Between May 2007 and 2010, Google gobbled up enormous amounts of Wi-Fi data, when it actually set out to capture street-view images. This has been the hottest case of privacy breach in the last decade. For a company that believes in “don’t be evil”, Google made a terrible mistake in doing this. The mishap was discovered by European data-protection authorities. Initially, Google claimed that capturing Wi-Fi data would let it improve location-based services. When under some more pressure, Google jumped in with a clarification, saying it collected only fragments of data. Though finally, in 2010, Google acknowledged that it collected entire payloads from Wi-Fi networks with all kinds of personal data (emails, passwords, internet usage data and alike).
The case has been under investigation, and recently, Google has released an FCC report, where it holds a rogue engineer liable for capturing payload off Wi-Fi networks. The engineer in question wrote a code to capture Wi-Fi data and put it into the Street View code. However, the engineer was not available for talks as he invoked his Fifth Amendment right and refused to comment.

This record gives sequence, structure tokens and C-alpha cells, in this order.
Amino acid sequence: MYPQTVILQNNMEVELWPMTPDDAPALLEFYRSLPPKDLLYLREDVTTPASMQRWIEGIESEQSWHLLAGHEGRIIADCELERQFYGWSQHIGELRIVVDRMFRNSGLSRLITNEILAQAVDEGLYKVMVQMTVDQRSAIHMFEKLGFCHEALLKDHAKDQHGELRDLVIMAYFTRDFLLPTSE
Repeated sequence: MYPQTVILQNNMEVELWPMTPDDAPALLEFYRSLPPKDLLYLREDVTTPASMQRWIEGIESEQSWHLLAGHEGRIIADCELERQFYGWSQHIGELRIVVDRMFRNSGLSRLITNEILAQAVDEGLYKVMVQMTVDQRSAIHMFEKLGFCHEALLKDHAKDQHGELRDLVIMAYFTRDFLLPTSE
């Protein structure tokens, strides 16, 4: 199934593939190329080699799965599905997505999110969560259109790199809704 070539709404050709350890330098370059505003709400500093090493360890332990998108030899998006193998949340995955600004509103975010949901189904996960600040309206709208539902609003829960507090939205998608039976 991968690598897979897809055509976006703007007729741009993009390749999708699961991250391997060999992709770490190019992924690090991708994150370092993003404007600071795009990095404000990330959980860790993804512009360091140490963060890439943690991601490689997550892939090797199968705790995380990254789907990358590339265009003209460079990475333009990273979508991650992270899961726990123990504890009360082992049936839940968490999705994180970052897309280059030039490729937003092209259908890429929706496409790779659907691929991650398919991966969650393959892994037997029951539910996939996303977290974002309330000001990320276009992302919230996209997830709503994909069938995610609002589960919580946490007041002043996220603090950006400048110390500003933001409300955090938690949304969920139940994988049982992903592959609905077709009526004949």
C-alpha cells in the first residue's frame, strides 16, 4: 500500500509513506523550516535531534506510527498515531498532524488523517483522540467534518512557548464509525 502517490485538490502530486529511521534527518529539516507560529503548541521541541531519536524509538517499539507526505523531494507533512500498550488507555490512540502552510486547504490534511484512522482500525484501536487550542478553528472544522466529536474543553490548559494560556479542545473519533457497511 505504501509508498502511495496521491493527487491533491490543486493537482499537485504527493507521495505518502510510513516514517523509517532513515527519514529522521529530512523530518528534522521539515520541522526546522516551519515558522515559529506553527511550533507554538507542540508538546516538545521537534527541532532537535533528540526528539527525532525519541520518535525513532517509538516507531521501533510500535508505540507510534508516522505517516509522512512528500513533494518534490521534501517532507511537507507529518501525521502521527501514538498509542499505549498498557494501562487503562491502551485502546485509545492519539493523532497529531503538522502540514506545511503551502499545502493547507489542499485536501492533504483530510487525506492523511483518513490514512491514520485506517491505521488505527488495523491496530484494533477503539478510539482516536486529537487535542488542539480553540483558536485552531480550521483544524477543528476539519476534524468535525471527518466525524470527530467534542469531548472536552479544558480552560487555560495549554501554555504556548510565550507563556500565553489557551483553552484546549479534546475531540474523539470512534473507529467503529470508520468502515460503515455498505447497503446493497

The FCC report also talks of other people at Google who were aware of the intentions of this engineer. The engineer drafted a proposal of his work and presented it to the Street View team in October 2006. Now, managers of the Street View team claim that they never read the document presented to them by the engineer! To add to the confusion, a second engineer who did a peer code review for our rogue engineer’s Street View code found no mechanism to capture Wi Fi data.
Nonetheless, Google has come out of this investigation clean. The FCC declared that Google did not capture Wi Fi data illegally, but fined Google for $25,000 for stalling the investigation.
After thoroughly reviewing the existing record in this investigation and applicable law, the Bureau has decided not to take enforcement action against Google for violation of Section 705(a). There is no Commission precedent addressing the application of Section 705(a) in connection with Wi-Fi communications.
Read the full report on the FCC investigation.
(Via: LA Times)